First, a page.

As Nuit Blanche returns to Scarborough, curator Ashley McKenzie-Barnes wants residents to see themselves in the exhibit. Her dedication to representation in the arts largely comes from her upbringing here.
“One thing that is reflected in my work is multiculturalism and what that looks like in different spaces and communities. I’m always keeping that present in my mind,” McKenzie-Barnes says. “It’s always at the forefront because I grew up in a space like that.”
Entitled The Queens and Kings of Scarborough, the exhibit will turn Scarborough’s city centre into a theatre, to navigate the idea of reclaiming power while redefining Western European art across three acts. Visitors will see Cineplex Coliseum Scarborough as The Amphitheatre, the inside of the Scarborough Town Centre as The People’s Court, and the Scarborough Civic Centre and Albert Campbell Square as The Royal Court.
Across several installations, the exhibit will feature work by international artists, artists from Indigenous communities and local creatives to transform the space. These artists include Duro the Third, Mark 'Kurupt' Stoddart and Maria Qamar (a.k.a. Hatecopy), whose work is a commentary on feminism and South-Asian culture.
“Scarborough tells that story (of reclaiming power) well, not just because of its creative history, but for the (creatives) who are in Scarborough and don’t want to leave Scarborough,” McKenzie-Barnes says.
While Scarborough has made its mark with creatives from the music industry (yes, The Weeknd, we’re looking at you), McKenzie-Barnes says Scarborough hasn’t necessarily received the recognition for high art.
The arrival of the contemporary all-night art show follows a recent spotlight on the borough’s creative innovation — but that creativity is nothing new.
U of T Scarborough artists have proven just that. Christopher Dela Cruz and Patrick Atienza’s Long Distance Relationship merged art, sound design and engineering for their Nuit Blanche installation last year.
Their two-part installation transmitted sound waves across two panels; one was located in the Campbell House Museum and another at the Scarborough Civic Centre. Sound was made with the movement of one’s body.
The piece was a comment on Scarborough’s metaphorical (and literal) distant relationship with downtown Toronto. In part, the piece was a way of connecting the two, the artists said in a previous interview with UTSC News.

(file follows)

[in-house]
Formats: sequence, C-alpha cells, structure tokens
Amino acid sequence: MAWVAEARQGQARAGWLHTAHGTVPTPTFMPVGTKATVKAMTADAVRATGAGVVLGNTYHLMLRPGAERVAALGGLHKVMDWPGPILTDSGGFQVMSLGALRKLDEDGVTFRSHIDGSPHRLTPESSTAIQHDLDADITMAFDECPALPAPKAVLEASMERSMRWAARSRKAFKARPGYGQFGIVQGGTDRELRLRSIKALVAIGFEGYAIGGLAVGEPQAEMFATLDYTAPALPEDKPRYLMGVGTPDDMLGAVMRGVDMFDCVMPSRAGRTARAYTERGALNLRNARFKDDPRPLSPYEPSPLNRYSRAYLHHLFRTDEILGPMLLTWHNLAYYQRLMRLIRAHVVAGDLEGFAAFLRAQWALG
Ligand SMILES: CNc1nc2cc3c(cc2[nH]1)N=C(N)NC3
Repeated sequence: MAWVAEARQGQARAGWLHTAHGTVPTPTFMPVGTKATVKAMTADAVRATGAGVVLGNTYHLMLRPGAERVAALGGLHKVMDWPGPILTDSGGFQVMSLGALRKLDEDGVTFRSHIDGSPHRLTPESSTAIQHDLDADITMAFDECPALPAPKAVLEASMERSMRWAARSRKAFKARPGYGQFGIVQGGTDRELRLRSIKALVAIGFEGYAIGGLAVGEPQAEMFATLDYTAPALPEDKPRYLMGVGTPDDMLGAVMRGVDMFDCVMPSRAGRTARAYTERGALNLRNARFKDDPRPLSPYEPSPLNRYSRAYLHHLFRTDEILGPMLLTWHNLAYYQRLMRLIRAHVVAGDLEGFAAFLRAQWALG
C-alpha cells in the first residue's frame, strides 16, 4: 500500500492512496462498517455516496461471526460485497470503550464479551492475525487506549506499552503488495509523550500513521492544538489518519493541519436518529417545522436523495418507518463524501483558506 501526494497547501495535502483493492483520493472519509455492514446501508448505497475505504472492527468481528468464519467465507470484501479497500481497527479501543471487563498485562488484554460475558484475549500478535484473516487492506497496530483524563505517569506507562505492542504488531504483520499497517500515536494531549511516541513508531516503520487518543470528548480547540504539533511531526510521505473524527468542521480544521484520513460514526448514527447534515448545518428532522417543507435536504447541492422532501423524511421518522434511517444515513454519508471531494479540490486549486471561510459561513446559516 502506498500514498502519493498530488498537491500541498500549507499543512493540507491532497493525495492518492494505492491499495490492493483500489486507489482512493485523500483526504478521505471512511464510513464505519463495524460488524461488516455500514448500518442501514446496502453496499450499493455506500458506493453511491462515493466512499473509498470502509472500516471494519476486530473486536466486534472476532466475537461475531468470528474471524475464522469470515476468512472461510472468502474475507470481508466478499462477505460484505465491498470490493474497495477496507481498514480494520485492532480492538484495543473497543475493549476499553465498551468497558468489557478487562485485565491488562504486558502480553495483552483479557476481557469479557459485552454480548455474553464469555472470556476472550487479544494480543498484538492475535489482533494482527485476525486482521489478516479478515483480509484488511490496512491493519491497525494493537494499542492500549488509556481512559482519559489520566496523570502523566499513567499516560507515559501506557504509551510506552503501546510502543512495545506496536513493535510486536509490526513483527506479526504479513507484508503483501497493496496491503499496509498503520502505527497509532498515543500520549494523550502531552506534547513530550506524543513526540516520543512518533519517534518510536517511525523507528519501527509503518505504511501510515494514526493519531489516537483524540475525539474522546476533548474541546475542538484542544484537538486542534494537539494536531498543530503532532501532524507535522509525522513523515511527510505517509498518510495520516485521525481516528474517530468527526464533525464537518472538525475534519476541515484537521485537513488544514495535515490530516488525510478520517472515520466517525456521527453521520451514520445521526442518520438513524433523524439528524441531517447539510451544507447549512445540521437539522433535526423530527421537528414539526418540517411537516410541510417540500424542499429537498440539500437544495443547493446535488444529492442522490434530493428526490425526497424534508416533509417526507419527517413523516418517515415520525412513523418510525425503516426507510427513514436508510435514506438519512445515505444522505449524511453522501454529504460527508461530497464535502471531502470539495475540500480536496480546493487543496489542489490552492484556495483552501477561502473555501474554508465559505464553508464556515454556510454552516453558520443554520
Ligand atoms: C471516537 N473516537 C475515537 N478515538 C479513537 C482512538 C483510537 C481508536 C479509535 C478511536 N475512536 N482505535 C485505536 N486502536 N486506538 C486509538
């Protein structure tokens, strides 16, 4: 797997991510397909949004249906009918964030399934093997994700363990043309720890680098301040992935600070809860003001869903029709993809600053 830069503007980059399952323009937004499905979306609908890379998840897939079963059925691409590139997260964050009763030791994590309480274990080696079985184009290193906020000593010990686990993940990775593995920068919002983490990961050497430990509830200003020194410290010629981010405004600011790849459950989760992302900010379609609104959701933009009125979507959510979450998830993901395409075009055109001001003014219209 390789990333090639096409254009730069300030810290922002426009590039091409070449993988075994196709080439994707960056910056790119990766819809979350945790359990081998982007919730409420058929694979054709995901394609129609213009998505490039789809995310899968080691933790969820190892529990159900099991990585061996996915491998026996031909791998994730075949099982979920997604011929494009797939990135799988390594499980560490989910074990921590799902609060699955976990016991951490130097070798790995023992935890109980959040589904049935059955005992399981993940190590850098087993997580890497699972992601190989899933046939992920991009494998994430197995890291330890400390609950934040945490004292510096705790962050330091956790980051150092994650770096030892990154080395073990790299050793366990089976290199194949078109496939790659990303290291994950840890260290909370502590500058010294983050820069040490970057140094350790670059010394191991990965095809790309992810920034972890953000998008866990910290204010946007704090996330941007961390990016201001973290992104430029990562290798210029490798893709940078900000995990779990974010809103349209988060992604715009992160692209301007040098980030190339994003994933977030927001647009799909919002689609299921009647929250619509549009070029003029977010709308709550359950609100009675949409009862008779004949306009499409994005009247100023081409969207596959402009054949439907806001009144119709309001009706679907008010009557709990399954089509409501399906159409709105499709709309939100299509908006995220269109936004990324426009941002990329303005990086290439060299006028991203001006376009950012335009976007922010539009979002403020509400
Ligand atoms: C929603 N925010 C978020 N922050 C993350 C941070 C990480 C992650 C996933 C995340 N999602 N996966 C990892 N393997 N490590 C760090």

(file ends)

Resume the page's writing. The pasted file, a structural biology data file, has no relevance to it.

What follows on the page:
Read more: Artists connect Scarborough and downtown Toronto with sound installation for Nuit Blanche
Local artist Mark “Kurupt” Stoddart says that Nuit Blanche’s arrival to Scarborough has simply highlighted what has always been here for the rest of the city to notice.
The digital graphic artist, who blends his passion for music, sports and social activism, moved to Scarborough from England when he was a child. When it comes to his artistry, he says Scarborough developed him.
“I think Scarborough shaped me because of the sense of community. You get a better appreciation of each person who lives in the community and I thought, ‘What can I do to leave my imprint here in Scarborough?’”
Stoddart uses news clippings from a local newspaper, the Scarborough Mirror, to illustrate the stories and people that have made news in Scarborough, dating back to the early 2000s, with headlines from the paper paired with photos.
Citing the Scarborough Town Centre as “the heartbeat of what Scarborough is all about,” he says the strength of Scarborough’s art is its diversity.
“As much as we live in the city of Toronto, I think in Scarborough, there are so many bodies of community in one space. That’s inspirational because there is so much you can learn from different people. I think it’s the megaphone for creativity.”
He credits RISE Edutainment (Reaching Intelligent Souls Everywhere) as an incubator for nurturing the arts. The platform was founded by arts educator Randell Adjei, and encourages youth and young artists to express themselves through building community in Scarborough.
“You see people in different parts of Toronto come to a safe space to show their artistic forms, through dance and poetry,” Stoddart says of RISE. “I think that’s amazing.”
McKenzie-Barnes, who no longer lives in the area, says supporting other artists who “have moved out” of Scarborough acts as validation that, “we might have moved out, but we also know that there's a strong creative community that's come out of (Scarborough).”
For Stoddart, the impact of Nuit Blanche, as well as local arts programs like RISE, is removing the stigma of Scarborough as a violent part of the city and fostering the realization that creativity thrives here. Especially when it comes to younger generations.
Meanwhile, McKenzie-Barnes wants residents, including first and second-generation families, Indigenous communities and people of colour to see themselves in a space and artform that hasn’t always recognized them.
“If you’re a person of colour and you've seen that large-scale installation (and said), ‘I wasn't expecting to have resonated so much with this piece' or, 'This is not what I thought contemporary art could look like for me,’ that's really the biggest piece that I want people to walk away with.”